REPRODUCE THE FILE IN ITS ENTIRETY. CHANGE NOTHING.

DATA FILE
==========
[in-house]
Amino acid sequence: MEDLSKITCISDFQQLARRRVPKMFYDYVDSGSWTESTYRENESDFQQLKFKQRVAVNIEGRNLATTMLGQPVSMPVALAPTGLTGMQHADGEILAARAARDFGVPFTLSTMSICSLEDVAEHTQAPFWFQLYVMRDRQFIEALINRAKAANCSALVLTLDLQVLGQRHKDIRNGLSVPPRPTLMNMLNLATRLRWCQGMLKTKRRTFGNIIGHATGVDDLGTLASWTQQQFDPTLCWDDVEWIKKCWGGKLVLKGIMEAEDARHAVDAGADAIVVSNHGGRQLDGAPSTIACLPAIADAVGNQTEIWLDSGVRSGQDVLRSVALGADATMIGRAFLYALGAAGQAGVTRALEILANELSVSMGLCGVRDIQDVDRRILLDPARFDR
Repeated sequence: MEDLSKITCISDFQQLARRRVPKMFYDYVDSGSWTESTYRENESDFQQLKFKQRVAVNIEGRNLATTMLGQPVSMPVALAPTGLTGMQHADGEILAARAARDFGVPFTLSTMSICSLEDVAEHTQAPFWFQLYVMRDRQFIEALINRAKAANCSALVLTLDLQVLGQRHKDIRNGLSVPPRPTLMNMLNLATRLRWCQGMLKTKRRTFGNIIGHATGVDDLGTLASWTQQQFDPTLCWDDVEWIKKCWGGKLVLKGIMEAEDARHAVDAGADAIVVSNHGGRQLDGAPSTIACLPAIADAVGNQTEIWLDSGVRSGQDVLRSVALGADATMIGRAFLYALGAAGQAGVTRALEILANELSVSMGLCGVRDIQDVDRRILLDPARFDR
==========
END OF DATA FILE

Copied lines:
[in-house]
Amino acid sequence: MEDLSKITCISDFQQLARRRVPKMFYDYVDSGSWTESTYRENESDFQQLKFKQRVAVNIEGRNLATTMLGQPVSMPVALAPTGLTGMQHADGEILAARAARDFGVPFTLSTMSICSLEDVAEHTQAPFWFQLYVMRDRQFIEALINRAKAANCSALVLTLDLQVLGQRHKDIRNGLSVPPRPTLMNMLNLATRLRWCQGMLKTKRRTFGNIIGHATGVDDLGTLASWTQQQFDPTLCWDDVEWIKKCWGGKLVLKGIMEAEDARHAVDAGADAIVVSNHGGRQLDGAPSTIACLPAIADAVGNQTEIWLDSGVRSGQDVLRSVALGADATMIGRAFLYALGAAGQAGVTRALEILANELSVSMGLCGVRDIQDVDRRILLDPARFDR
Repeated sequence: MEDLSKITCISDFQQLARRRVPKMFYDYVDSGSWTESTYRENESDFQQLKFKQRVAVNIEGRNLATTMLGQPVSMPVALAPTGLTGMQHADGEILAARAARDFGVPFTLSTMSICSLEDVAEHTQAPFWFQLYVMRDRQFIEALINRAKAANCSALVLTLDLQVLGQRHKDIRNGLSVPPRPTLMNMLNLATRLRWCQGMLKTKRRTFGNIIGHATGVDDLGTLASWTQQQFDPTLCWDDVEWIKKCWGGKLVLKGIMEAEDARHAVDAGADAIVVSNHGGRQLDGAPSTIACLPAIADAVGNQTEIWLDSGVRSGQDVLRSVALGADATMIGRAFLYALGAAGQAGVTRALEILANELSVSMGLCGVRDIQDVDRRILLDPARFDR